VII. RESOLVED, That the legislative acts of the United States, made by virtue and in pursuance of the articles of union, and all treaties made and ratified under the authority of the United States, shall be the supreme law of the respective states, as far as those acts or treaties shall relate to the said states, or their citizens and inhabitants; and that the judiciaries of the several states shall be bound thereby in their decisions, any thing in the respective laws of the individual states to the contrary, notwithstanding.

16.

VIII. RESOLVED, That in the original formation of the legislature of the United States, the first branch thereof shall consist of sixty-five members; of which number

New Hampshire shall send three,

Massachusetts ...... eight,

Rhode Island ....... one,

Connecticut ........ five,

New York ........... six,

New Jersey ......... four,

Pennsylvania ....... eight,

Delaware ........... one,

Maryland ........... six,

Virginia ........... ten,

North Carolina ..... five,

South Carolina ..... five,

Georgia ............ three.

But as the present situation of the states may probably alter in the number of their inhabitants, the legislature of the United States shall be authorized, from time to time, to apportion the number of representatives; and in case any of the states shall hereafter be divided, or enlarged by addition of territory, or any two or more states united, or any new states created within the limits of the United States, the legislature of the United States shall possess authority to regulate the number of representatives, in any of the foregoing cases, upon the principle of their number of inhabitants according to the provisions hereafter mentioned, namely-Provided always, that representation ought to be proportioned according [FN33] to direct taxation. And in order to ascertain the alteration in the direct taxation, which may be required from time to time by the changes in the relative circumstances of the states-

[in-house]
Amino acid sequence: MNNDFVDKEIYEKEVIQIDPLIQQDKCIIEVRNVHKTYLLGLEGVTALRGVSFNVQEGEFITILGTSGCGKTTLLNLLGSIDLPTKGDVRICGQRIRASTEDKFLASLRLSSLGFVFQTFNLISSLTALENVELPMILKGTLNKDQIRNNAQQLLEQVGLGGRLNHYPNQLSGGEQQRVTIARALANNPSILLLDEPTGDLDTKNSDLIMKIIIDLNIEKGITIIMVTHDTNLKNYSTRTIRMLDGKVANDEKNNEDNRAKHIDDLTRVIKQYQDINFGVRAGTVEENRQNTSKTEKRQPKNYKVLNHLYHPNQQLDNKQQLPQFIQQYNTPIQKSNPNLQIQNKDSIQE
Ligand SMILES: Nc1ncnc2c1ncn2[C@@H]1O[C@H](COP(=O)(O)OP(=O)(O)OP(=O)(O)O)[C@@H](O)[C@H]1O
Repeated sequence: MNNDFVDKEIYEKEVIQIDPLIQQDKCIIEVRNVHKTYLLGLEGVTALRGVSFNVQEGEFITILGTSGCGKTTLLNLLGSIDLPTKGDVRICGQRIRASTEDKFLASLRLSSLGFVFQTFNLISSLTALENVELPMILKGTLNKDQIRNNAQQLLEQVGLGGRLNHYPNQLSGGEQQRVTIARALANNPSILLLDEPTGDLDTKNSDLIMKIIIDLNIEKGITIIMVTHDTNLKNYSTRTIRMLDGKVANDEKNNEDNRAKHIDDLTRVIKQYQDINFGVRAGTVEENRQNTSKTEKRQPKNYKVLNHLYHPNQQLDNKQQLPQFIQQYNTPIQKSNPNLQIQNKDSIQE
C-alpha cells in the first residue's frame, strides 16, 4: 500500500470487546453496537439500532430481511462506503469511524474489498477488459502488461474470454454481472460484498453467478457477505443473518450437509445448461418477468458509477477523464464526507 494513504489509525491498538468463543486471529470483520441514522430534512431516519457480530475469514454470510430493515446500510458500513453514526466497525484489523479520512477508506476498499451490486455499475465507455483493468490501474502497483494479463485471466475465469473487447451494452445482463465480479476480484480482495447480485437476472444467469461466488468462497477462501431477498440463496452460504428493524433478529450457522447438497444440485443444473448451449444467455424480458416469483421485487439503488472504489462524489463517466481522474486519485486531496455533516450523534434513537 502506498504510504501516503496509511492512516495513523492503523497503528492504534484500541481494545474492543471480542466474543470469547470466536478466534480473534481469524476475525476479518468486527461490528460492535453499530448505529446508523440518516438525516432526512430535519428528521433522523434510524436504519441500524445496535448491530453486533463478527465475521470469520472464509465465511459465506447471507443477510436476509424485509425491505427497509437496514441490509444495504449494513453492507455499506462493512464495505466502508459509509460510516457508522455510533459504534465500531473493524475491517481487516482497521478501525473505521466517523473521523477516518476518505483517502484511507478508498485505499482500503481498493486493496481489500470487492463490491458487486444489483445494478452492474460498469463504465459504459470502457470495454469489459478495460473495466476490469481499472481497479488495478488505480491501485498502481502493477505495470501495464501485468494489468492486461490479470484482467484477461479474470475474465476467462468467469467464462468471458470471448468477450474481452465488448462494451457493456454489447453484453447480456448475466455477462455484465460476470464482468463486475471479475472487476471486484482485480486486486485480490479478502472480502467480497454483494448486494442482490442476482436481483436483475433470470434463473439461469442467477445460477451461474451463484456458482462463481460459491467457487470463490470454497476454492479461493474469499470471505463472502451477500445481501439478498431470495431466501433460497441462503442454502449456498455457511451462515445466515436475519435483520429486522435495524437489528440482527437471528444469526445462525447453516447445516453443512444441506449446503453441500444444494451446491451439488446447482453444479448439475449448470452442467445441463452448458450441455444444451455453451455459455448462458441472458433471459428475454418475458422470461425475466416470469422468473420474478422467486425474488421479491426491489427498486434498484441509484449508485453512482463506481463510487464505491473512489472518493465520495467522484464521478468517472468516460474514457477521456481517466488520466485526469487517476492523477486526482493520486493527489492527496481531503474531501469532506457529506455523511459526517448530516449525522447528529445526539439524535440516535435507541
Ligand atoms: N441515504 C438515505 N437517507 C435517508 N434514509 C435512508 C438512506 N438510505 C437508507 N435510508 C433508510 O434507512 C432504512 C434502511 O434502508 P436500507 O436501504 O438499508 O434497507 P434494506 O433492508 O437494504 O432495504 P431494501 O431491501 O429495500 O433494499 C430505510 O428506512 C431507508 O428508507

IX. RESOLVED, That a census be taken within six years from the first meeting of the legislature of the United States, and once within the term of every ten years afterwards, of all the inhabitants of the United States, in the manner and according to the ratio recommended by Congress in their resolution of April 18, 1783; and that the legislature of the United States shall proportion the direct taxation accordingly.